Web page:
Once on a two-hour car ride with my youngest sister and her youngest daughter, we shared our answers to the questions: What two people have most influenced you in your life?  My two were both wise, learned women older than me.  My sister’s two were her children.  Her answer stunned me.  I hadn’t thought about learning from younger people.  As a nun I don’t have children to learn from, and of course, neither do the cardinals who will gather on March 15 to elect a new pope.  Will they elect a leader like their predecessors who appointed them?

How does the Holy Spirit work in our world?  Richard Gaillardetz maintains that one of the most important acts of the Second Vatican Council happened in the first 15 minutes when the bishops voted to recess rather than accept the list of bishops the Curia proposed for membership on the commissions preparing council documents.  The bishops gathered, met one another in language groups, and learned about each others’ abilities.  A greater diversity of members on the commissions resulted.  Diversity opened the doors to the Spirit.  So did, celebrating Eucharist during the Council in various rites, the Byzantine, Syriac, Melekite.  The bishops experienced a bigger church than most knew.

Already in 1963, some bishops noticed the Council included Protestant observers but no Catholic women.  Cardinal Suenens led the rally to include women.  Carmel McEnroe tells about the 23 women who attended Vatican II as auditors in the book Guests in Their Own House. The woman were heads of international organizations of lay people and heads of religious orders, except for one married woman, who with her husband were the head couple in Mexico of the Christian Family Movement.  They had 12 children.  She had a big job representing married Catholics.  The 23 women contributed most to the commission that preparing the Church in the Modern World, Gaudium et Spes. the document closest to the Spirit-filled mission that Jesus announces in his inaugural message, the document that calls Catholics into solidarity with those in our world poor and afflicted.  It is the fullest statement of Catholic social teaching and human rights.  Here is a paragraph the women succeeded in getting into the document.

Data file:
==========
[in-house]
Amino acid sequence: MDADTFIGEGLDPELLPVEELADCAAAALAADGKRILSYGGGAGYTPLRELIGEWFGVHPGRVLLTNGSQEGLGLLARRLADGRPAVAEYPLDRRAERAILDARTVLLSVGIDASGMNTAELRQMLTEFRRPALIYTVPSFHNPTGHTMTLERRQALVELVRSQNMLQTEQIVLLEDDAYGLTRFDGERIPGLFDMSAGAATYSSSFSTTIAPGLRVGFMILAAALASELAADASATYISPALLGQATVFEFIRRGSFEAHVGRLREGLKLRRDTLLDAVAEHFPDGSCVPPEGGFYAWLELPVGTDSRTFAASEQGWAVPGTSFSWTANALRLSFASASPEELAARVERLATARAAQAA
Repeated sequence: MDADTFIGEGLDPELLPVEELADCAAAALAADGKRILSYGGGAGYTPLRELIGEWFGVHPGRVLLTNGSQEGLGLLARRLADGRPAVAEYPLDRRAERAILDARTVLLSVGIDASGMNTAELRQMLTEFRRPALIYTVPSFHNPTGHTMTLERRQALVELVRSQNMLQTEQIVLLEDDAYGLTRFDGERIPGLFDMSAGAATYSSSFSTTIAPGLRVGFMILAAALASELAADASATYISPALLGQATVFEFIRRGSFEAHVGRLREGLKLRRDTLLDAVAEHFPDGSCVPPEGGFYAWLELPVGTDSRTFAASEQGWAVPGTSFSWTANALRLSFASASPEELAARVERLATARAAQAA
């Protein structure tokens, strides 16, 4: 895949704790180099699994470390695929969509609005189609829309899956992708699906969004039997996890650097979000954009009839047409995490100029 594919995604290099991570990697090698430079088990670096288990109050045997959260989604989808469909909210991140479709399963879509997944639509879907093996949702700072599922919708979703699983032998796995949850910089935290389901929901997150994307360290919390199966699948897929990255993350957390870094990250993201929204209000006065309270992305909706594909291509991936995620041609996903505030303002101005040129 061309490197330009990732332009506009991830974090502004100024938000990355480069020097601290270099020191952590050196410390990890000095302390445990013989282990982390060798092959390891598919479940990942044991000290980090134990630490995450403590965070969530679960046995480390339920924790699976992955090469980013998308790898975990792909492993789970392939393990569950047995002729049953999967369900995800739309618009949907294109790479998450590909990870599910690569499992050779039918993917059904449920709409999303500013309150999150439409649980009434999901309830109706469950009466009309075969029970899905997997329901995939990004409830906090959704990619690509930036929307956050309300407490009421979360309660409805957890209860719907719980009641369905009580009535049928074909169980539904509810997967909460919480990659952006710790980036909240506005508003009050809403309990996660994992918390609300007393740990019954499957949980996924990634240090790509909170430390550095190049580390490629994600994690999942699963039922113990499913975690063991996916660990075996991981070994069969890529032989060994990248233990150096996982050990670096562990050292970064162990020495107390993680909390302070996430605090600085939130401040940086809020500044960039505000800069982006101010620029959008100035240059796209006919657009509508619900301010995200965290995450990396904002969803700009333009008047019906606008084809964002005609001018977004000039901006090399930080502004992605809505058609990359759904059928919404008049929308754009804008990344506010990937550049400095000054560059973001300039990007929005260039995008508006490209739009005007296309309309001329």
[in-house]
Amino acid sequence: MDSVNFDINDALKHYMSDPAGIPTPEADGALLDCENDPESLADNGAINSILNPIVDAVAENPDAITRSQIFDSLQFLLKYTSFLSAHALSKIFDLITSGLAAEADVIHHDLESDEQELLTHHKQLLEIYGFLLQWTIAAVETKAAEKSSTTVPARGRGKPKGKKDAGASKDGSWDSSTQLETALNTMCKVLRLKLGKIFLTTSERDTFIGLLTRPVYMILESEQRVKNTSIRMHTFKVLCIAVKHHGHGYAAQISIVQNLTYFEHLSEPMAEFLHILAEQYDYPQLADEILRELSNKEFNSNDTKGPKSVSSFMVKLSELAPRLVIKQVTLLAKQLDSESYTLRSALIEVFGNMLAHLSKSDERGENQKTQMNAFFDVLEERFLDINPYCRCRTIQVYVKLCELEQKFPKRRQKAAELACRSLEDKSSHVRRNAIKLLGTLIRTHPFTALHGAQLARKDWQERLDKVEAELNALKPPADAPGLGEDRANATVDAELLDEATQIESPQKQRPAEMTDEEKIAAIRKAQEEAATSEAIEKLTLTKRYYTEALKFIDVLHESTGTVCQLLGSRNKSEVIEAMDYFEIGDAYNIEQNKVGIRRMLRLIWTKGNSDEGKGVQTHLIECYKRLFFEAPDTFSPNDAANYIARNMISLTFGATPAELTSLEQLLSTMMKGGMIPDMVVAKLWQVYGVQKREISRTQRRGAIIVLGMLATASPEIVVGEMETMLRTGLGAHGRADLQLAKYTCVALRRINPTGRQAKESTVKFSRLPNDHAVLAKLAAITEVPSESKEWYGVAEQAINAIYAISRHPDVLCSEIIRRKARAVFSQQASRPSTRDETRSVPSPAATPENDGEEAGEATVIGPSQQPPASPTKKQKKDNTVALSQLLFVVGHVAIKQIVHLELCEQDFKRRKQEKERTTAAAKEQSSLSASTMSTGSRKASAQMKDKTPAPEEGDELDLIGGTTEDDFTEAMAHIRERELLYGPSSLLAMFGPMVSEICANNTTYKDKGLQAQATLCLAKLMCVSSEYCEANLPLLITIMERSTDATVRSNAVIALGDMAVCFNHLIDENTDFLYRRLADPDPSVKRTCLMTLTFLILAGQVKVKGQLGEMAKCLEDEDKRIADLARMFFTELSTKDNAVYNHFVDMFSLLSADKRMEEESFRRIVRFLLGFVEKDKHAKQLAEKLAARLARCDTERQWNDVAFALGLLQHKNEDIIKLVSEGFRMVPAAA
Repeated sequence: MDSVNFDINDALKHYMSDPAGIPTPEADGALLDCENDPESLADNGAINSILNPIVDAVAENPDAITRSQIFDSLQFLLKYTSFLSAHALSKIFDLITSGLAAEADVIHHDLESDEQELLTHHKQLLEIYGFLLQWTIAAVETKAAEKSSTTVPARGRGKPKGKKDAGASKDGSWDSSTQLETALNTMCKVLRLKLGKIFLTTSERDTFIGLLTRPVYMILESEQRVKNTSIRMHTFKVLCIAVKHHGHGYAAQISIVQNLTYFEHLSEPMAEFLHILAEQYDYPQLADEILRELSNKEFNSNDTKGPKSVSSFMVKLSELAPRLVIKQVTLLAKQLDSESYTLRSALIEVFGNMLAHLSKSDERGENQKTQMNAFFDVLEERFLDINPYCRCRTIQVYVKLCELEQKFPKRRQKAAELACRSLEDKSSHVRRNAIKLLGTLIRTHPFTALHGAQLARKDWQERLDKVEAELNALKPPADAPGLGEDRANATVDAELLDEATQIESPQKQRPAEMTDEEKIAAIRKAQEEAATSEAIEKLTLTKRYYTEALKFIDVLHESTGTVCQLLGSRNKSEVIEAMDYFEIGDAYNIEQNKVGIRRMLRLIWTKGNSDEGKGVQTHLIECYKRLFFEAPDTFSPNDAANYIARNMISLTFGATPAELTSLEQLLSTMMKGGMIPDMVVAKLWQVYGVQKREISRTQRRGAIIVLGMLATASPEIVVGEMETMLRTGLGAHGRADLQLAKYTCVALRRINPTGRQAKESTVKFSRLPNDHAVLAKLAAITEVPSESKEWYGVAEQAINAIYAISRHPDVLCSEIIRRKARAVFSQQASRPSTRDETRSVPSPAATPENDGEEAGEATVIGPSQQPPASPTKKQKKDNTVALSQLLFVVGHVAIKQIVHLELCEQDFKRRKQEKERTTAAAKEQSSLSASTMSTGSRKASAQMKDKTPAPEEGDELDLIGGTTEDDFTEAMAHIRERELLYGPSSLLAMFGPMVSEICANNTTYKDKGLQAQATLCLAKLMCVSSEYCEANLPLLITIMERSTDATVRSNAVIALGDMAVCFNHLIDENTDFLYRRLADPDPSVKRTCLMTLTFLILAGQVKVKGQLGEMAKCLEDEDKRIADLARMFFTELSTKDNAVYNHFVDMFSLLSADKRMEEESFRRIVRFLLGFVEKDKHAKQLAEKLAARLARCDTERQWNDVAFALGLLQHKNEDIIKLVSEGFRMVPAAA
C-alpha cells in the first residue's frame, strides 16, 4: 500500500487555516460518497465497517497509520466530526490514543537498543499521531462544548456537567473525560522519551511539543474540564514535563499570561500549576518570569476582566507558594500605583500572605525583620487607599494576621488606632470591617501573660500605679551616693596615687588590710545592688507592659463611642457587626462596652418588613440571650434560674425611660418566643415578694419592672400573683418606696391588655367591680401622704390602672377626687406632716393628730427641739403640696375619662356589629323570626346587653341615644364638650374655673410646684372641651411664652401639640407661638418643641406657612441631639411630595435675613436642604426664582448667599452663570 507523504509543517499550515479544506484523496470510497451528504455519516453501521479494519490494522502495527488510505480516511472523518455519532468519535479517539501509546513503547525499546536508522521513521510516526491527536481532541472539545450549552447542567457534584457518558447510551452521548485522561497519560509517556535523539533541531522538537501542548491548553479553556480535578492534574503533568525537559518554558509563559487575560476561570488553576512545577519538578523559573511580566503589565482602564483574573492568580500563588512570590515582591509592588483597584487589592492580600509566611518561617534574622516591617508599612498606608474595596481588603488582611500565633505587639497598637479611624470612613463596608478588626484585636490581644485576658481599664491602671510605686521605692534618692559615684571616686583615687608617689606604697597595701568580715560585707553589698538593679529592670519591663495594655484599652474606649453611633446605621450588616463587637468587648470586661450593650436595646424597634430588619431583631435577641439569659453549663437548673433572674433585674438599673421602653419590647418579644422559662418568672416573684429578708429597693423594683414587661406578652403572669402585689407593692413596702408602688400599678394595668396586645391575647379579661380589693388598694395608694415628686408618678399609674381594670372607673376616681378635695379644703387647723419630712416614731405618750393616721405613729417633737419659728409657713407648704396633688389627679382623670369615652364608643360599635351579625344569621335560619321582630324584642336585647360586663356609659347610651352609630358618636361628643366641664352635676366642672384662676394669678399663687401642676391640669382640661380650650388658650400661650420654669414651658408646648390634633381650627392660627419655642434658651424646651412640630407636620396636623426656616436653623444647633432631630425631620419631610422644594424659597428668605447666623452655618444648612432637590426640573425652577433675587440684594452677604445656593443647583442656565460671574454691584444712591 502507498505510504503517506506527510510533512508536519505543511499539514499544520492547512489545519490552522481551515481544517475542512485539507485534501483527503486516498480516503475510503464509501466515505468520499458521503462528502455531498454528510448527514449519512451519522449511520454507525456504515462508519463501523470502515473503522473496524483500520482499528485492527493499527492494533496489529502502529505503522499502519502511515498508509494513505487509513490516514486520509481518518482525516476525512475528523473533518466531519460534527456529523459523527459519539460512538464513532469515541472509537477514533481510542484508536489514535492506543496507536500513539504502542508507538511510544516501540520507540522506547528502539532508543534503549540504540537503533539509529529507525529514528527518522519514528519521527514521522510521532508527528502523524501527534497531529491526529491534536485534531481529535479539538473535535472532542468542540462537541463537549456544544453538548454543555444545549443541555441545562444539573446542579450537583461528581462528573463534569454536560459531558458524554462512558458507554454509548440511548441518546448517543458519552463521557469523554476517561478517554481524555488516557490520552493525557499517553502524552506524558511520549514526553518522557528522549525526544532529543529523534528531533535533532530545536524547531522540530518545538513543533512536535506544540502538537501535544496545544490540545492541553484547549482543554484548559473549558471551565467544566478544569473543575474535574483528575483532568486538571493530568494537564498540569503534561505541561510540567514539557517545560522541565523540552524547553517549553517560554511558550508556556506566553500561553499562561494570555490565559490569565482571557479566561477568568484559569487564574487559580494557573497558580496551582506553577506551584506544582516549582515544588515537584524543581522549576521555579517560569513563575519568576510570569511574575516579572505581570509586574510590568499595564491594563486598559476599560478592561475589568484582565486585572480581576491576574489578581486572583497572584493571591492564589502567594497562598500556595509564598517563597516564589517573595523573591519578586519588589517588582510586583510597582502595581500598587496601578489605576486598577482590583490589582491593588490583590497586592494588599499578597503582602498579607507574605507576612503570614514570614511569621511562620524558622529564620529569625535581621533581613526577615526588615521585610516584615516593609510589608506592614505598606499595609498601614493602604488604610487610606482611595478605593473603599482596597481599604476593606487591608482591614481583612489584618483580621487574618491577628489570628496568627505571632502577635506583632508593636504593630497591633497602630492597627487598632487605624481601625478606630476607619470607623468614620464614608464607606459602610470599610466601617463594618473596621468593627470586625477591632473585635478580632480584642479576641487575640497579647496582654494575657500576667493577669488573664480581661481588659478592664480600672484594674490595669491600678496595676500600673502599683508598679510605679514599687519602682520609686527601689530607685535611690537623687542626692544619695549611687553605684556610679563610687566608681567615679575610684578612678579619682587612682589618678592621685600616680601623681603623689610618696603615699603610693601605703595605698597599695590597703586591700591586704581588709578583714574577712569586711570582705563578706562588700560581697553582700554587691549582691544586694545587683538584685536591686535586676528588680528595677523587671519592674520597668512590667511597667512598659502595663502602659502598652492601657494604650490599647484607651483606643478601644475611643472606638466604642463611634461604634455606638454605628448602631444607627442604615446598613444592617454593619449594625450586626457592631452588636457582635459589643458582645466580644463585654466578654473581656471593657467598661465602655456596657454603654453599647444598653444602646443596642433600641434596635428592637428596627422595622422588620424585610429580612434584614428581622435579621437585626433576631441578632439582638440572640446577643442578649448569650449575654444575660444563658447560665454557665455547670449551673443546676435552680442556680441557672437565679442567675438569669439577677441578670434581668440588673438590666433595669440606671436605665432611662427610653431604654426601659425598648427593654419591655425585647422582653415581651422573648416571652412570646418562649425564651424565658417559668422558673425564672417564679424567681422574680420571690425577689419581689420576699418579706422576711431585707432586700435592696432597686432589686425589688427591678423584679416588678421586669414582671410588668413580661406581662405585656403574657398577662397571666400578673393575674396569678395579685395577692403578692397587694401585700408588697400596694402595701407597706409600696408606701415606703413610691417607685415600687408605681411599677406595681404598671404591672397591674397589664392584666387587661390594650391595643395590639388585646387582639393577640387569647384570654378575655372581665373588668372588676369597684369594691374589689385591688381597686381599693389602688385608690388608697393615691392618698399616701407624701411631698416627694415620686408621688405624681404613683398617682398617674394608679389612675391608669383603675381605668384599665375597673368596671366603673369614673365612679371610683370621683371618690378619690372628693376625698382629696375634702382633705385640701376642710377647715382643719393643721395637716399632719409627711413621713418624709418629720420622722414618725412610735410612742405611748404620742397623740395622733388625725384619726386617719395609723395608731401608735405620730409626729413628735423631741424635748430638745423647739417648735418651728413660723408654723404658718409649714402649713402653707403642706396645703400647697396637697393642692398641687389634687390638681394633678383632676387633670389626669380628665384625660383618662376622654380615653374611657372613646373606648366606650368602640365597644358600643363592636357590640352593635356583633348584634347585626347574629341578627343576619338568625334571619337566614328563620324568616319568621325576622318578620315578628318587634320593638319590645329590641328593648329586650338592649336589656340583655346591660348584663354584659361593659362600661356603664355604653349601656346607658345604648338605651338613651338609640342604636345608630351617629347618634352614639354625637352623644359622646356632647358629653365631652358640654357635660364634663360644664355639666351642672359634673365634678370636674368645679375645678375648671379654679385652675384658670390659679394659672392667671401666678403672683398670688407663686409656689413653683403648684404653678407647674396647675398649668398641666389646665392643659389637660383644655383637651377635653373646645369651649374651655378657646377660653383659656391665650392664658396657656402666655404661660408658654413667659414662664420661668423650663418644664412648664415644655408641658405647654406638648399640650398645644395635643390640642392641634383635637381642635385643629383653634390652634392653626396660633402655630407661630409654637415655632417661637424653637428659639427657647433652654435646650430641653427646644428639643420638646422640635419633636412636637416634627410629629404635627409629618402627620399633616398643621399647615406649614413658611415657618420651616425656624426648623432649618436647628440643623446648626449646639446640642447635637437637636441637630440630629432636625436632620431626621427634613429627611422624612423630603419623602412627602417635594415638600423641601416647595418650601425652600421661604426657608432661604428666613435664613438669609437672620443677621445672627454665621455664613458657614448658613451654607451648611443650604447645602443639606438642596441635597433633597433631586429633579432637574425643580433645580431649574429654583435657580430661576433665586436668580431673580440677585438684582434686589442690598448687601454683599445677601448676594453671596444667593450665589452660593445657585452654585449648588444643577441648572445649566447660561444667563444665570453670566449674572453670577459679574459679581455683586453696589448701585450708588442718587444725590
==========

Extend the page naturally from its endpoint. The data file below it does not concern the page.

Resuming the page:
“With respect to the fundamental rights of the person, every type of discrimination, whether social or cultural, whether based on sex, race, color, social condition, language, or religion is to be overcome and eradicated as contrary to God’s intent (GS29).

Now is a crucial time for we the People of God, the whole People of God, the Baptized, male and female, clergy and laity to participate fully, actively, consciously in our life as Church.  Now is a time to pray for sure.  Now is also a time to let the Spirit of God do something new in all of us.  Benedict started to twitter online.  Maybe we can create access to the cardinals online.  We can give voice to the needs of the poor, the need for women to become fully equal in the Church, the need to welcome and connect with alienated Catholic.  Let the whole Church find ways to text and tweet, blog, and send cards and emails, dialogue with our neighbors, and be part of the election.  Visit Futurechurch.org.

I heard Father Geoffrey Diekmann speak on the occasion of the 25th anniversary of Vatican II.  Someone raised a hand and asked him why there were no women scripture scholars on the committee that created the new lectionary.  “We never thought of it then,” he said.  What about now?

As we begin Lent, Jesus challenges us to live God’s word as he does.  May the Holy Spirit lead us as well as the Irish say to speak the truth and shame the devil.

Radical, Mutual Love

21 Jan

Radical, Mutual Love. A guest post from Ellie Roscher.


“There is no longer Jew or Greek, there is no longer slave or free, there is no longer male and female; for all of you are one in Christ Jesus.” (Galatians 3:28)

This vision of radical, mutual love that Paul had for the Galatians came straight from Jesus’ ministry. Jesus’ hopes for the church were revolutionary. Irrational. Almost unimaginable. The harsh power boundaries that existed in Jesus’ community between Jews and Greeks, slaves and free people, and men and women are hard for us to fully grasp today. For example, Jews and Greeks are not seen as oppositional groups in our society. It is easy for us, then, to read this passage without giving Paul and Jesus credit for how counter-cultural their vision of unity was. Widows, aliens and orphans are three groups repeatedly mentioned in the Bible as needing advocacy. We can infer from these named groups that women, foreigners and children lacked human rights in the Biblical society. Times have changed. We do not have slavery. Widows tend to have the rights they need to survive. Yet we can understand human made rifts that have societal consequences. Try: There is no longer Baptist nor Catholic, there is no longer Iraqi or American, there is no longer homosexual or heterosexual; for all are one in Christ Jesus. Our church still struggles to come together united as one in Christ Jesus.